Silkie chickens might be the cutest chicken breed there is. They come in many colors, one of them being black. The original Chinese name for these chickens meant “black boned chicken,” which is true. Their bones, skin and meat are all black or blackish-grey. Originating from China, they have quite a long history, with records of Silkies going way back to BC times!

These chickens should be kept mostly for show, as they are not great for eggs or meat. Their best purpose is pet-keeping. You also need to treat them more like a pet, as their feathers cause problems for them if they get too wet.


10. Sumatra

Sumatra
Image Credit: S!GNATURE, Flickr

Another ornamental bird, Sumatra chickens are native to the island Sumatra in Indonesia. However, they can also be found in other parts of the country as well. As with many other chicken breeds, this breed of chicken comes in many colors other than black.

At one time, these chickens were bred as fighting birds, and for a good reason: they are not the friendliest chickens. They are known to be aggressive and will not play nice with other chickens or small kids.

They do not lay well and their meat is too tough to eat, but their long tails make them a beauty to look at.


11. Swedish Black

Swedish Black
Image Credit: Freyja Imsland, Wikimedia Commons

The Swedish Black chicken is also called Svarthona. It is extremely similar to the much-sought-after Ayam Cemani in that it is all black from the inside out. The main difference is this breed has adapted to cold weather while the Indonesian twin has not.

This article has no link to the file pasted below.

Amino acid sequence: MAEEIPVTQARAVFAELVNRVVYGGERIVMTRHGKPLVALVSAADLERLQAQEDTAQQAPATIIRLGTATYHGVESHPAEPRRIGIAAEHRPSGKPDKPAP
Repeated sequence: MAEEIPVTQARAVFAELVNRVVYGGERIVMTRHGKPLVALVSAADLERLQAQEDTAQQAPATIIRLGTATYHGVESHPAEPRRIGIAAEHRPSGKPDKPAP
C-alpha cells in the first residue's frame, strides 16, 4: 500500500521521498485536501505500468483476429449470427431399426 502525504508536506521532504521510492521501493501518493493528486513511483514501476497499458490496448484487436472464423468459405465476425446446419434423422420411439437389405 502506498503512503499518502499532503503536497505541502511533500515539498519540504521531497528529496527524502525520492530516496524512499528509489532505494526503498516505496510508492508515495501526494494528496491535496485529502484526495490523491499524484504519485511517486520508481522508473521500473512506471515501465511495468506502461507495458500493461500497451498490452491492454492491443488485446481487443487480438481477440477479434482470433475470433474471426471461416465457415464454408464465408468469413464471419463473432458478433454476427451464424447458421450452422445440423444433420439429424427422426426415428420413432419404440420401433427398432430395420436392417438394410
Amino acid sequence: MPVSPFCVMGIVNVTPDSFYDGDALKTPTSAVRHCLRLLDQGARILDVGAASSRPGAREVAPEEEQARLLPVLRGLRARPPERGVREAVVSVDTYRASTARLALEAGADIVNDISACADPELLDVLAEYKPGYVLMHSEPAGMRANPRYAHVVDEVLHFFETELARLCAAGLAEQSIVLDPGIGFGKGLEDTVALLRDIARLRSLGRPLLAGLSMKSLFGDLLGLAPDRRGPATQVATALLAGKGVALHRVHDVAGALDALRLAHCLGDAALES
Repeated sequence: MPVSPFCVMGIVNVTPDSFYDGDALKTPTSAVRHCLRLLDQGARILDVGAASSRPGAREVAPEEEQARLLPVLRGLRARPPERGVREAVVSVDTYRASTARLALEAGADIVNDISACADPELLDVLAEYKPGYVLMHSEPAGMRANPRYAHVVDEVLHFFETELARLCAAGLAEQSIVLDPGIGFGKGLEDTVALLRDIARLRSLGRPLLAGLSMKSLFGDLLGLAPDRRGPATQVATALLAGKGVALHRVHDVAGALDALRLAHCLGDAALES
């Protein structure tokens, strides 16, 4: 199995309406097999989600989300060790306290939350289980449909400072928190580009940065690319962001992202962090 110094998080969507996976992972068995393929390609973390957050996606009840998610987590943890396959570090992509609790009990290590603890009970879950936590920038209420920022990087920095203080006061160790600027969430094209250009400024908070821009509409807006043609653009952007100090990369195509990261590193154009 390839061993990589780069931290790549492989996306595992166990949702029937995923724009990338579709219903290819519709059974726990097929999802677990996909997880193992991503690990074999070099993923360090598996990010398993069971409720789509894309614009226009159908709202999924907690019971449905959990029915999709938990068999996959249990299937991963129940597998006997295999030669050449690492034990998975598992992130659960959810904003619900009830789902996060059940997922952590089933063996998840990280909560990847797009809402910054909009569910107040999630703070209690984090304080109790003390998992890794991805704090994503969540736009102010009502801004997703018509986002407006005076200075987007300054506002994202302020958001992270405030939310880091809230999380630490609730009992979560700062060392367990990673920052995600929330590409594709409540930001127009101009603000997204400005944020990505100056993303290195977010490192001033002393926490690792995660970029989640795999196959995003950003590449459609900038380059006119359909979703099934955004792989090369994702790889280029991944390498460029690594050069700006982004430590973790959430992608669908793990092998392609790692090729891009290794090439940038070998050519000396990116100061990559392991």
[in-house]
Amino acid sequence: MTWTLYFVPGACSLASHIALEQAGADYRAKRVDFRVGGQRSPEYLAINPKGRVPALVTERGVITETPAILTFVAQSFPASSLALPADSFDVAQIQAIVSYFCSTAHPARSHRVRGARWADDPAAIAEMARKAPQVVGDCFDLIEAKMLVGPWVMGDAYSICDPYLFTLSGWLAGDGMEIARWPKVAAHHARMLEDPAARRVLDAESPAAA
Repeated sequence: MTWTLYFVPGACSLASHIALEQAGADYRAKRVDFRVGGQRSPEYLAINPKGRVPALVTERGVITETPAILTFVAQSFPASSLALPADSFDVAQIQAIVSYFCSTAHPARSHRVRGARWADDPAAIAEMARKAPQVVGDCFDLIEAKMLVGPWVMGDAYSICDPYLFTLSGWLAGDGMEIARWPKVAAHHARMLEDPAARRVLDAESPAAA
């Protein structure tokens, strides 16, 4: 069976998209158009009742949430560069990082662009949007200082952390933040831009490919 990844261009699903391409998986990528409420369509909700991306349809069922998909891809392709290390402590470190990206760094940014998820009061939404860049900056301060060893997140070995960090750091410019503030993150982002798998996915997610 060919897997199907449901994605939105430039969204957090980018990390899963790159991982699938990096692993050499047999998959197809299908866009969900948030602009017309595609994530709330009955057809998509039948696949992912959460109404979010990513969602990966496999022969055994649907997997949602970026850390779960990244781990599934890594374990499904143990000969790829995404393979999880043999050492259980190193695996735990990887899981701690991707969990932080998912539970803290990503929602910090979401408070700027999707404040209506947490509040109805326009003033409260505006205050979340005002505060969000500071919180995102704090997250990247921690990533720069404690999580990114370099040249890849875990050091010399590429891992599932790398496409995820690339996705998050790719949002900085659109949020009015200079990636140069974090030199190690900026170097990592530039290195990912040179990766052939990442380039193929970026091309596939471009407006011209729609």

This breed of chicken is smaller at 5-7 pounds and has a nicer disposition than the Ayam Cemani It’s also good at laying eggs. The Swedish Black makes a good pet and will lay 150 cream-colored eggs per year.

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Conclusion

Now you can search for your next black-colored chicken breed with confidence. We hope you have all the essential information you need to add more chickens to your flock.


Featured Image: f_jensen_at_sdr.vinge, Flickr

Jordin Horn

Jordin Horn is a freelance writer who has covered many topics, including home improvement, gardening, pets, CBD, and parenting. Over the years, she has moved around so much that there's been no time to settle down and own a pet. However, as an animal lover, she dotes on and cuddles any pet she happens upon! She grew up with and dearly loved an American Eskimo Spitz named Maggie and a Pomeranian/Beagle mix named Gabby. She calls Colorado home, but has also recently resided in China, Iowa, and Puerto Rico Jordin does not like to settle for the "easy answer" when it comes to living life with your pet. She loves to research the best methods and products out there and cut through the jargon so you can see plainly what something is or how something is done.